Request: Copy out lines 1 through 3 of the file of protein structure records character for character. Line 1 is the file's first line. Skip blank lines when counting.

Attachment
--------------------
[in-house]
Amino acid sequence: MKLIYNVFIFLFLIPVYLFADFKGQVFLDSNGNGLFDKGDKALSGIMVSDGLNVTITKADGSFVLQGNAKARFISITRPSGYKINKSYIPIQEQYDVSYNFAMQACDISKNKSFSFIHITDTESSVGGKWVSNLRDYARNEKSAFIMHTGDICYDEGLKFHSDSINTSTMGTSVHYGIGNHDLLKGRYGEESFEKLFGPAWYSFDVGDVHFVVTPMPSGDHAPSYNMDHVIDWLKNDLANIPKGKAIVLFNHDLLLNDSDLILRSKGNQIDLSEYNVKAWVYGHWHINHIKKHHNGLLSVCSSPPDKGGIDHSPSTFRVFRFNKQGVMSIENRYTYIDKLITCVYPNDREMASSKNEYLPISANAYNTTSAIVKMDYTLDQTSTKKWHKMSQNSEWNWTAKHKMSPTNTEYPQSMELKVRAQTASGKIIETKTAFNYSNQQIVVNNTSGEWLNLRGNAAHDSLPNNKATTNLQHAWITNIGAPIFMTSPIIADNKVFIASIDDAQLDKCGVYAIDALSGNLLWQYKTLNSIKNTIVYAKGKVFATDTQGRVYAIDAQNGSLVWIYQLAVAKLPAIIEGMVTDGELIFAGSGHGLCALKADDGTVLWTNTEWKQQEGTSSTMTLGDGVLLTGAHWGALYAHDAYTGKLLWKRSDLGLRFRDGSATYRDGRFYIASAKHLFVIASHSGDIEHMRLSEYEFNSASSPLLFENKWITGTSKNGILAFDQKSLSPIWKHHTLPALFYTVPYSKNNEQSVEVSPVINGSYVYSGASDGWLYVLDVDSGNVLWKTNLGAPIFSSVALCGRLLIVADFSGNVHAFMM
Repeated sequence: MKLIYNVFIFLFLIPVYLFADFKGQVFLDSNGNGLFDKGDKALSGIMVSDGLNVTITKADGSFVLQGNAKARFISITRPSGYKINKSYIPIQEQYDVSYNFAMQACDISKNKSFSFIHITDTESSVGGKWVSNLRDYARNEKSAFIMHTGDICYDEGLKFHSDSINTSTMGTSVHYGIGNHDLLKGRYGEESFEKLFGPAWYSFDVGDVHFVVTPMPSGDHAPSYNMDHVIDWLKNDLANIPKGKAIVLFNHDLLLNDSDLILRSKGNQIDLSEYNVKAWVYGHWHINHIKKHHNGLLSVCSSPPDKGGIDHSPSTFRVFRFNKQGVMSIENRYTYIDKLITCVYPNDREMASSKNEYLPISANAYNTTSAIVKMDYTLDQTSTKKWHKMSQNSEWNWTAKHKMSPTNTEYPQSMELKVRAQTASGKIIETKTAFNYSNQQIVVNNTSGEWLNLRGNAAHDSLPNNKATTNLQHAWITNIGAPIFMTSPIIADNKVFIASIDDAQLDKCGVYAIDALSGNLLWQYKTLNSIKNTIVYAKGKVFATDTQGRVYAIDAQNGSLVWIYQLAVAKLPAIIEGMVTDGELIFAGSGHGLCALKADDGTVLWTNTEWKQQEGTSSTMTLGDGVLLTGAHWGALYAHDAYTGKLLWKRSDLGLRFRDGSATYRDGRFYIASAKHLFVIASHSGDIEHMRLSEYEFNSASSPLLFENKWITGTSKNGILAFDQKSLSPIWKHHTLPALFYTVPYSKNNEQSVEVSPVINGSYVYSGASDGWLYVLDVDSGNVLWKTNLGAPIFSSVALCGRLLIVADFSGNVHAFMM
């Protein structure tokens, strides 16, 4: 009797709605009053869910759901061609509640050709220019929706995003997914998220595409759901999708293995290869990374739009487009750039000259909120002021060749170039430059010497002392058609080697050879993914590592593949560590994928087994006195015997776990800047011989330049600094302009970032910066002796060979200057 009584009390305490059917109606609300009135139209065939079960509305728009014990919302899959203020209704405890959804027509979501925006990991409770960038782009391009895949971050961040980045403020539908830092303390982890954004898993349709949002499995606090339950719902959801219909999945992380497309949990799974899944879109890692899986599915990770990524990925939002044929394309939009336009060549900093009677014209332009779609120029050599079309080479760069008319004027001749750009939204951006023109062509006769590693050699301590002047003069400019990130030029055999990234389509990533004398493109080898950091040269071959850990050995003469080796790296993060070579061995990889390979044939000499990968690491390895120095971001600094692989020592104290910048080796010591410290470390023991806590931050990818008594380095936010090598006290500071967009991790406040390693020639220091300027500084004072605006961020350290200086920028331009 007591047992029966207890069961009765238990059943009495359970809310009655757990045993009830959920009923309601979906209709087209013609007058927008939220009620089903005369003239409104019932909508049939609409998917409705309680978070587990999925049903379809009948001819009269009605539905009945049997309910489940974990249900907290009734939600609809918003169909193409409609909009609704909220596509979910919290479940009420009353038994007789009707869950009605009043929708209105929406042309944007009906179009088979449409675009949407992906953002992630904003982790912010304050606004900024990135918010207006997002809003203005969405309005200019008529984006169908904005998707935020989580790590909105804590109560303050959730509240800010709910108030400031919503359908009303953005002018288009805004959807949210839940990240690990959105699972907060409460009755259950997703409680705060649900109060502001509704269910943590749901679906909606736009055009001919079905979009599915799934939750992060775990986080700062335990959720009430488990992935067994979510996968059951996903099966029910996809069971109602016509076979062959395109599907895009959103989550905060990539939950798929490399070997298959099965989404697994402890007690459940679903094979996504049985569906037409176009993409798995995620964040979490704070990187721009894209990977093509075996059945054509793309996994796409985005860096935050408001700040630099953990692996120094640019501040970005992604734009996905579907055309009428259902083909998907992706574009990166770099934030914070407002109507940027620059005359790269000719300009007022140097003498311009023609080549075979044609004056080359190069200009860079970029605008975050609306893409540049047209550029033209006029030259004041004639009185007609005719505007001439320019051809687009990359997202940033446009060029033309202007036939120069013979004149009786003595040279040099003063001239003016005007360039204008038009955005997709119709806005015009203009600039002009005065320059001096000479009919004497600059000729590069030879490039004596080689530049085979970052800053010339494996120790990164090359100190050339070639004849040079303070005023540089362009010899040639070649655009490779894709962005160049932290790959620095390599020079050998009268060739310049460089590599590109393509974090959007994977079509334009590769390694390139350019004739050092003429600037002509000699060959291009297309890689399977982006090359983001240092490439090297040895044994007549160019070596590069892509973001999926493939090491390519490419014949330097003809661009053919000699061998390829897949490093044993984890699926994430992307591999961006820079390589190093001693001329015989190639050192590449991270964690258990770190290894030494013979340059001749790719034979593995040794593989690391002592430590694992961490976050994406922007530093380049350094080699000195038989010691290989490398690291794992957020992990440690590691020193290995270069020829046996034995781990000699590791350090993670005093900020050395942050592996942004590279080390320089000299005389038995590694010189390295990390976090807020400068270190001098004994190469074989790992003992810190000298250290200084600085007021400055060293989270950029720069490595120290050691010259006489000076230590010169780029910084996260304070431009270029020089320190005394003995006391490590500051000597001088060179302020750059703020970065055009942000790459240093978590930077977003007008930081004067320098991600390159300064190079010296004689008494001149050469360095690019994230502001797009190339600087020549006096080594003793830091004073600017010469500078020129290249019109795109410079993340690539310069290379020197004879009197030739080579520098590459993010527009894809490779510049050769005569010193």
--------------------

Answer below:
[in-house]
Amino acid sequence: MKLIYNVFIFLFLIPVYLFADFKGQVFLDSNGNGLFDKGDKALSGIMVSDGLNVTITKADGSFVLQGNAKARFISITRPSGYKINKSYIPIQEQYDVSYNFAMQACDISKNKSFSFIHITDTESSVGGKWVSNLRDYARNEKSAFIMHTGDICYDEGLKFHSDSINTSTMGTSVHYGIGNHDLLKGRYGEESFEKLFGPAWYSFDVGDVHFVVTPMPSGDHAPSYNMDHVIDWLKNDLANIPKGKAIVLFNHDLLLNDSDLILRSKGNQIDLSEYNVKAWVYGHWHINHIKKHHNGLLSVCSSPPDKGGIDHSPSTFRVFRFNKQGVMSIENRYTYIDKLITCVYPNDREMASSKNEYLPISANAYNTTSAIVKMDYTLDQTSTKKWHKMSQNSEWNWTAKHKMSPTNTEYPQSMELKVRAQTASGKIIETKTAFNYSNQQIVVNNTSGEWLNLRGNAAHDSLPNNKATTNLQHAWITNIGAPIFMTSPIIADNKVFIASIDDAQLDKCGVYAIDALSGNLLWQYKTLNSIKNTIVYAKGKVFATDTQGRVYAIDAQNGSLVWIYQLAVAKLPAIIEGMVTDGELIFAGSGHGLCALKADDGTVLWTNTEWKQQEGTSSTMTLGDGVLLTGAHWGALYAHDAYTGKLLWKRSDLGLRFRDGSATYRDGRFYIASAKHLFVIASHSGDIEHMRLSEYEFNSASSPLLFENKWITGTSKNGILAFDQKSLSPIWKHHTLPALFYTVPYSKNNEQSVEVSPVINGSYVYSGASDGWLYVLDVDSGNVLWKTNLGAPIFSSVALCGRLLIVADFSGNVHAFMM
Repeated sequence: MKLIYNVFIFLFLIPVYLFADFKGQVFLDSNGNGLFDKGDKALSGIMVSDGLNVTITKADGSFVLQGNAKARFISITRPSGYKINKSYIPIQEQYDVSYNFAMQACDISKNKSFSFIHITDTESSVGGKWVSNLRDYARNEKSAFIMHTGDICYDEGLKFHSDSINTSTMGTSVHYGIGNHDLLKGRYGEESFEKLFGPAWYSFDVGDVHFVVTPMPSGDHAPSYNMDHVIDWLKNDLANIPKGKAIVLFNHDLLLNDSDLILRSKGNQIDLSEYNVKAWVYGHWHINHIKKHHNGLLSVCSSPPDKGGIDHSPSTFRVFRFNKQGVMSIENRYTYIDKLITCVYPNDREMASSKNEYLPISANAYNTTSAIVKMDYTLDQTSTKKWHKMSQNSEWNWTAKHKMSPTNTEYPQSMELKVRAQTASGKIIETKTAFNYSNQQIVVNNTSGEWLNLRGNAAHDSLPNNKATTNLQHAWITNIGAPIFMTSPIIADNKVFIASIDDAQLDKCGVYAIDALSGNLLWQYKTLNSIKNTIVYAKGKVFATDTQGRVYAIDAQNGSLVWIYQLAVAKLPAIIEGMVTDGELIFAGSGHGLCALKADDGTVLWTNTEWKQQEGTSSTMTLGDGVLLTGAHWGALYAHDAYTGKLLWKRSDLGLRFRDGSATYRDGRFYIASAKHLFVIASHSGDIEHMRLSEYEFNSASSPLLFENKWITGTSKNGILAFDQKSLSPIWKHHTLPALFYTVPYSKNNEQSVEVSPVINGSYVYSGASDGWLYVLDVDSGNVLWKTNLGAPIFSSVALCGRLLIVADFSGNVHAFMM